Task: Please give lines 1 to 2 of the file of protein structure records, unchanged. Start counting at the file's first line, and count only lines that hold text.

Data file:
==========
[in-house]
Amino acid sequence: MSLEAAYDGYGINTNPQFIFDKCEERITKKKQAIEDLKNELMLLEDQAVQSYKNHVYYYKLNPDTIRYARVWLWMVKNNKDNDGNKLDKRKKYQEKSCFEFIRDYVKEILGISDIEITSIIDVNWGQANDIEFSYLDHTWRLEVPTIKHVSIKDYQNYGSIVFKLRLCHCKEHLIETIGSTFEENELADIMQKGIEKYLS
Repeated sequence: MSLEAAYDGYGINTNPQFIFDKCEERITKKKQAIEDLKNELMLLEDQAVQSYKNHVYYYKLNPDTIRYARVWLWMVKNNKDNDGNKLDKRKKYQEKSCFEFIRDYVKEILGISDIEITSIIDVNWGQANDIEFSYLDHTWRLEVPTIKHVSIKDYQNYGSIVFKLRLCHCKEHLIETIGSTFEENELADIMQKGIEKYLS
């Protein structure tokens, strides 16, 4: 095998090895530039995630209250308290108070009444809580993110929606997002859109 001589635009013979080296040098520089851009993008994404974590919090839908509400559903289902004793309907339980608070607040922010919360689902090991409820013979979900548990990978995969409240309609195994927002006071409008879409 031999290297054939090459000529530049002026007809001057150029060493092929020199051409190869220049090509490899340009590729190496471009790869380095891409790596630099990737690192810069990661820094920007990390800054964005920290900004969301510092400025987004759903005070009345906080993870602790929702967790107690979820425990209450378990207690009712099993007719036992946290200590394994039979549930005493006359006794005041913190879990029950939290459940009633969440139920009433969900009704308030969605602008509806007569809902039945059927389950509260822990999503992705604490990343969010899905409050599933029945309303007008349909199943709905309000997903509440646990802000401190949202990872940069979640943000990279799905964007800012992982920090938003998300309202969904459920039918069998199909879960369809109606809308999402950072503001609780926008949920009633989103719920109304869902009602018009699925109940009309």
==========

[in-house]
Amino acid sequence: MSLEAAYDGYGINTNPQFIFDKCEERITKKKQAIEDLKNELMLLEDQAVQSYKNHVYYYKLNPDTIRYARVWLWMVKNNKDNDGNKLDKRKKYQEKSCFEFIRDYVKEILGISDIEITSIIDVNWGQANDIEFSYLDHTWRLEVPTIKHVSIKDYQNYGSIVFKLRLCHCKEHLIETIGSTFEENELADIMQKGIEKYLS